Update (3:43 p.m. ET): It’s official, or at least it is according to Adam Schefter. Greg McElroy will be the Jets’ Week 16 starter, saving our world from red threat level Tim Tebow exposure. So to review: the Jets won’t even consider a two-game Tebow experiment, and Tebow — a former first-round pick — has been deemed a lesser quarterback than McElroy, who’s attempted only seven career passes. What say you now, insufferable Tebow apologists?

Oh and also, the circus tent will remain a chaotic place in New York throughout the offseason as the Jets figure out what to do with a failed quarterback who’s playing under a contract signed last spring that has $20.5 million in guaranteed money, and he’s due $8.25 million next year. Surely Skip Bayless has something to say about this.

Update (2:11 p.m. ET): There’s now a report that Rex Ryan is leaning towards starting McElroy. That makes sense since McElroy was impressive in his Week 13 relief appearance, completing five of his seven pass attempts while throwing the game-winning touchdown against the Cardinals. But such a move would also definitively prove three facts:

1. Tim Tebow isn’t an NFL quarterback.

2. The Jets hate Tebow passionately.

3. We can’t have nice (fantasy) things.

Finally, something that makes sense during the Jets’ Rex Ryan era.

I hesitate to even call what we watched last night football. Sure, I suppose it technically met the proper criteria for a game of organized football. There was indeed a football on the field, and there were 11 men to each side. Each team had offensive and defensive players, and they executed and defended both runs and passes.

But this is an accurate portrayal of what we all witnessed on a mid-December Monday night, minus the screams at an inhuman decibel level.

In fact, that was infinitely more entertaining.

At least Jake Locker — he of the overthrows and underthrows, and awful decisions — has the excuse of essentially still being a rookie in his first full season as a starter. Actually, I’m even more inclined to give him a pass since due to injuries last night was only his ninth career start. Too often we’re accelerating the progress of young quarterbacks in today’s NFL, not realizing that the Andrew Lucks and Cam Newtons are still the exceptions, not the norm.

But anywho, on to the real court jester. Mark Sanchez repeatedly reminded us that he thinks triple and quadruple coverage is just the greatest, throwing four interceptions, while finishing with a passer rating of 32.6. Tim Tebow only attempted one pass, and it didn’t land in the hands of a guy wearing a white jersey. Yet still, his passer rating (39.6) was better than Sanchez’s, proving yet again that doing almost nothing is better than doing whatever Sanchez does.

What’s remarkable is that despite all the tomfoolery, the Jets still had a chance to win last night after a vicious shank by Titans punter Brett Kern. The Jets then had the ball on Tennessee’s 25-yard line down by four points, and with 47 seconds left.There was plenty of time left for a heroic game-winning touchdown, yes? The Sanchezing that followed was so quick, and so violent. He fumbled the snap, his fifth turnover of the game.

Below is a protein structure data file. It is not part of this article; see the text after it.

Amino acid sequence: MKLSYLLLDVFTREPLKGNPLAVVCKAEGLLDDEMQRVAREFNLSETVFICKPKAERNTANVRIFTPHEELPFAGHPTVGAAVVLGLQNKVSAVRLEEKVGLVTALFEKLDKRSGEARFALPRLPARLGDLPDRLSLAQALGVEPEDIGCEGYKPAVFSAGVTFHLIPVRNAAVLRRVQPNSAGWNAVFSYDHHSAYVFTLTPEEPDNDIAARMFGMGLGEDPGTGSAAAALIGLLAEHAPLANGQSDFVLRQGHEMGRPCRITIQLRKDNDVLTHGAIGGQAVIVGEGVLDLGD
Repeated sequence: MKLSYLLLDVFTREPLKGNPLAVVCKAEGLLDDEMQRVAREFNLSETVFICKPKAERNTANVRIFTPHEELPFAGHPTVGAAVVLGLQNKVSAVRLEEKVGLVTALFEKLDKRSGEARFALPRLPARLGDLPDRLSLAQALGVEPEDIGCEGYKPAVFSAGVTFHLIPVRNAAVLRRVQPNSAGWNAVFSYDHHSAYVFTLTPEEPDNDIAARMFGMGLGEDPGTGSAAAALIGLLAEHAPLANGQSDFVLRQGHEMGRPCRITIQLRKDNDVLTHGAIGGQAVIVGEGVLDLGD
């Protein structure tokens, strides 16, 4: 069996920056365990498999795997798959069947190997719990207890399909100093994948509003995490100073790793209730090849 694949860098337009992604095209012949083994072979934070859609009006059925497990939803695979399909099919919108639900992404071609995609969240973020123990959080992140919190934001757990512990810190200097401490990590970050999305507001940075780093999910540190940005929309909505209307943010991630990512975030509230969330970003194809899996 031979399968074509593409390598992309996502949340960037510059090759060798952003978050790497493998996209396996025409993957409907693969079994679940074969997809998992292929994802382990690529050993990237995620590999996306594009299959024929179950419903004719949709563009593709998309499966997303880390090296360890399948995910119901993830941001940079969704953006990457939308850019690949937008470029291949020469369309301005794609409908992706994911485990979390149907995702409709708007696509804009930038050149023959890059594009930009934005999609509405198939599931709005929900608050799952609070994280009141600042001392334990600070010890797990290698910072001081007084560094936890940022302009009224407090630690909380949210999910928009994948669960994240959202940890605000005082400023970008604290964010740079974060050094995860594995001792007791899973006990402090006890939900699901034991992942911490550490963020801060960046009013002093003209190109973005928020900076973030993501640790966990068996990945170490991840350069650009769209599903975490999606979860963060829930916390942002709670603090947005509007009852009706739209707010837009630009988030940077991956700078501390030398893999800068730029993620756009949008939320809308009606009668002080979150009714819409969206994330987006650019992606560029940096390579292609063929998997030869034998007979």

That’s all the evidence you need for this…

And especially this…

Oh, and definitely this…

The Jets are now eliminated from the playoffs, and if they intend to even experiment with Tim Tebow and see if he’s still capable of imitating what an NFL quarterback is supposed to look like and pretending he can throw a forward pass, there’s no logical explanation for why that won’t happen over the next two weeks. Last spring they included a fourth-round pick in the trade to acquire Tebow, which is no small sum for a quarterback who’s barely a quarterback, and he’s attempted only eight passes this year. So far, he’s been exactly what we all thought he was in Denver: a running back who throws a football periodically.

No, he’s been less, since he’s barely been on the field to even run, and has only 32 carries over 11 healthy games. Given both Sanchez’s continued insult to quarterback play every time he drops back and the sideline chain attached to Tebow throughout most of the year, not making a change at this point is more than just inconceivable. It’s grounds for dismissal.

Which leads us to a fantasy consideration: does Tebow have fantasy value this week? Yeah, I went there. The answer is yes, because any time Tebow is starting, he has value. Set aside your hate for all things Tebow (his smile, his Jesus fish, etc.), and remember that last year he had 660 rushing yards over just 11 starts. This is a different situation now, of course. Demaryius Thomas, Eric Decker, and Willis McGahee aren’t walking through that door to prop Tebow up and make him look competent, and Von Miller and Elvis Dumervil aren’t either to consistently supply him with great field position.

But his running ability and the fantasy value it brings with rushing yards worth far more than passing yards can’t be ignored during championship week. Last night we saw just a glimpse of what Tebow can do in this Jets offense, as he had 15 rushing yards on just three carries, most of which came on a 12-yard option run. That was Tebow’s third run of 12 yards or more this year despite his minimal usage, which includes a 22 yarder back in Week 2.

If you’re a Robert Griffin III owner preparing for a championship matchup, make a speculative waiver claim on Tebow. There are far worse desperation plays if RG3 is held out again.